Under the Dome

Another ruling goes in favor of sweepstakes industry

Internet sweepstakes games are still being played on uncertain terrain in North Carolina, where conflicting court rulings and pressure to step up law enforcement are sending mixed messages.

On Thursday, Macon County District Court Judge Donna Forga found a convenience store owner, Michael Berry, not guilty on four misdemeanor charges of operating a sweeps machine at his store in violation of state law.

Earlier this month, a district court judge in Catawba County acquitted a convenence store employee who had been charged after police raided the business.

In December, the state Supreme court upheld North Carolina's ban on the games, but a bill has been introduced that would legalize and clarify the status of the industry, and provide for regulation.

In the Macon County case, the game was developed and produced by a Georgia-based company, Gift Surplus LLC. The game, and the kiosk it's in, markets and sells dollar-for-dollar gift certificates and credits that can be used at the company's website, according to Berry's attorneys. Sales of the cards and credits are promoted with free entry into sweepstakes games that require skill and dexterity, the attorneys say, which makes them legal.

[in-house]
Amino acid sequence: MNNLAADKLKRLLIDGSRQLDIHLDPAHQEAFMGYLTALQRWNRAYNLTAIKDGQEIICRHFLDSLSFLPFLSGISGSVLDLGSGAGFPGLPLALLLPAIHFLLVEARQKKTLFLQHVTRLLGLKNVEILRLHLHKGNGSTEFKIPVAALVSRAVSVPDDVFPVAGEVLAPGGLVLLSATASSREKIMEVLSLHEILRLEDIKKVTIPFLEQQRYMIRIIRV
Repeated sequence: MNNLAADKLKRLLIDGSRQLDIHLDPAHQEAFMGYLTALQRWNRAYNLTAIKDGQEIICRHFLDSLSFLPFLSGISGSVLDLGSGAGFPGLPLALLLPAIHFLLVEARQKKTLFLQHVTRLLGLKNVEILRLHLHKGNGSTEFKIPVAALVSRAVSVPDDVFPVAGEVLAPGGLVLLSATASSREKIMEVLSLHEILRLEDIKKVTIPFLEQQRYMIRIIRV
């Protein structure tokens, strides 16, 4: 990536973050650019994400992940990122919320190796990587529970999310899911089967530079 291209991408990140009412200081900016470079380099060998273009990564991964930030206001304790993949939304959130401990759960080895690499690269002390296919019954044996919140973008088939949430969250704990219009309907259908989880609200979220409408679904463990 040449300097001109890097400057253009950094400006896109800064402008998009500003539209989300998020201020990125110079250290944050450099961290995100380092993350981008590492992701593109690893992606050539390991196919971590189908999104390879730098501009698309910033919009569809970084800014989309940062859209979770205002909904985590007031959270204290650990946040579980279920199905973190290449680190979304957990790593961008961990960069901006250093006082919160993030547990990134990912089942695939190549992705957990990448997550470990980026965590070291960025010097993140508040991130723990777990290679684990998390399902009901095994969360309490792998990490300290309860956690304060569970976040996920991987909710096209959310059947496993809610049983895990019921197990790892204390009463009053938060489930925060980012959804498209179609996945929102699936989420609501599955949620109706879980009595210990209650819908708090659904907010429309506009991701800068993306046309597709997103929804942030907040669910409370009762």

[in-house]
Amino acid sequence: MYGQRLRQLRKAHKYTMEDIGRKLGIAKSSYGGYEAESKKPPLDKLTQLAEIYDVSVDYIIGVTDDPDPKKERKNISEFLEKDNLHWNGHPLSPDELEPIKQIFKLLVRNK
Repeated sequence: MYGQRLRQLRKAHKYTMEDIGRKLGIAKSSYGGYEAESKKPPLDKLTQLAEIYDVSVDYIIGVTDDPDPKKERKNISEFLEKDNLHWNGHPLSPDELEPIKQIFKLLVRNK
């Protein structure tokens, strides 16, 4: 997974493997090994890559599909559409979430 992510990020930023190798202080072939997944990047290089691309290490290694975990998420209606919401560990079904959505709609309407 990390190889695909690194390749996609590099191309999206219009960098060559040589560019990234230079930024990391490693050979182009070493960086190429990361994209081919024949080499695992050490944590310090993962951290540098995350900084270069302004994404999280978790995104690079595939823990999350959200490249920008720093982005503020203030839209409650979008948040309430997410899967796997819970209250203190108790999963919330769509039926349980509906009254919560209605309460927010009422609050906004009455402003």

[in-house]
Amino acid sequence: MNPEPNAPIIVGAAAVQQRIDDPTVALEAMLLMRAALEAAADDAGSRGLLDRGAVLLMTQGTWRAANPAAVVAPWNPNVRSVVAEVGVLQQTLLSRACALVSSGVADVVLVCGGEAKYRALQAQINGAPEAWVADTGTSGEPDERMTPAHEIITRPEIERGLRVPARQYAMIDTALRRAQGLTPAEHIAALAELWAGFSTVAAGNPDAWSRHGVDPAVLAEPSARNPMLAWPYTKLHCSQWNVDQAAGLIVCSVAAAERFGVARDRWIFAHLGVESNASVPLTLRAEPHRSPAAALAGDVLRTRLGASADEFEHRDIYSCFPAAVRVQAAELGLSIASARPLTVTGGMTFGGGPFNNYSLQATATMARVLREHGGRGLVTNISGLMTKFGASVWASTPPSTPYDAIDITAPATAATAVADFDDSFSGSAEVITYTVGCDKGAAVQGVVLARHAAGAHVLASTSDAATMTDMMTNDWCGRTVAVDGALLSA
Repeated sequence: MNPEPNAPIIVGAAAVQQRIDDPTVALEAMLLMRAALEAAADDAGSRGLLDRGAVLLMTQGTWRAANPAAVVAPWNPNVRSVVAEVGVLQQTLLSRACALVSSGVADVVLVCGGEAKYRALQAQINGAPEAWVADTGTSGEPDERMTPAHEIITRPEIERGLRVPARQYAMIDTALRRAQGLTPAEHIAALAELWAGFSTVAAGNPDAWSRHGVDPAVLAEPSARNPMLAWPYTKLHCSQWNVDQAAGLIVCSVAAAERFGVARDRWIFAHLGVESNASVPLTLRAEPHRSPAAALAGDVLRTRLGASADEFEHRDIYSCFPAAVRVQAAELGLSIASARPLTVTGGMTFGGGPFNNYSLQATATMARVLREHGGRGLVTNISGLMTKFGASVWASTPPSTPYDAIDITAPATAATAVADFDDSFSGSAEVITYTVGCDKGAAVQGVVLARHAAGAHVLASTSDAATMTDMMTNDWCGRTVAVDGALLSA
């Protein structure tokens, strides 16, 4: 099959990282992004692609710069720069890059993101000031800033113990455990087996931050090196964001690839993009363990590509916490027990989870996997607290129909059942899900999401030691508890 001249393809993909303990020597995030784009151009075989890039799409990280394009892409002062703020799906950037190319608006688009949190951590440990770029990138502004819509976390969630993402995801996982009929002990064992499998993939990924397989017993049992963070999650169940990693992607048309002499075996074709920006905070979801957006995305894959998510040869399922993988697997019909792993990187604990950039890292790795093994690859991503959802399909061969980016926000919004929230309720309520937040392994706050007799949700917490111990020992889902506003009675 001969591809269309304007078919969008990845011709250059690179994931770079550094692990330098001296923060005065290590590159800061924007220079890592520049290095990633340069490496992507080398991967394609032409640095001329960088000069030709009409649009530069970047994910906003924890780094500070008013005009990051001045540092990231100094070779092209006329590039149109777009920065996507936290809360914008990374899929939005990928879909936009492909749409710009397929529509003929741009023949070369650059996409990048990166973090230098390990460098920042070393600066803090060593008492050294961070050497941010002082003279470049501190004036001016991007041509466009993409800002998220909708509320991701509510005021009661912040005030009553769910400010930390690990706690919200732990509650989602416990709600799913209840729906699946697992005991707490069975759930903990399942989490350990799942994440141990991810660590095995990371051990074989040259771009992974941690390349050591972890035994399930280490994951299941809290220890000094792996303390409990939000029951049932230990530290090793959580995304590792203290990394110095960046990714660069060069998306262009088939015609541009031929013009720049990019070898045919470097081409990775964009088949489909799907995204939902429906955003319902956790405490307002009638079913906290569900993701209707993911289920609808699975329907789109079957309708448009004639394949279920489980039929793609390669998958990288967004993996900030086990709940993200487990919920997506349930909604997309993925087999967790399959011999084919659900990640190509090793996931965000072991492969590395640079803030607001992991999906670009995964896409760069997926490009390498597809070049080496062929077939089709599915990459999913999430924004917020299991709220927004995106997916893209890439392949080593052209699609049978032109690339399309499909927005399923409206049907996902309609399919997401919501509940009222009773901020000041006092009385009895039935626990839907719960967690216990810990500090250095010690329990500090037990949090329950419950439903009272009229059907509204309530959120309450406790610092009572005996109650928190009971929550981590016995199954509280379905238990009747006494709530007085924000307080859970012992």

Testimony at the trial indicated the games were lab-tested by one of only three laboratories in the U.S. that certifies the games, Asheville attorneys George Hyler and Steve Agan say in a news release. Testimony also indicated each sweepstakes entry has the same chance of winning and cannot be manipulated.

The attorneys said the game that is used to reveal winning sweepstakes entries was engineered to comply with the exception permitting such games that the legislature created.

Meanwhile, law enforcement agencies are beginning to crack down. Earlier this month, Durham sheriff's deputies raided H&S Internet Cafe, seizing 108 computers and cash, and citing the owner for operating illegal games.

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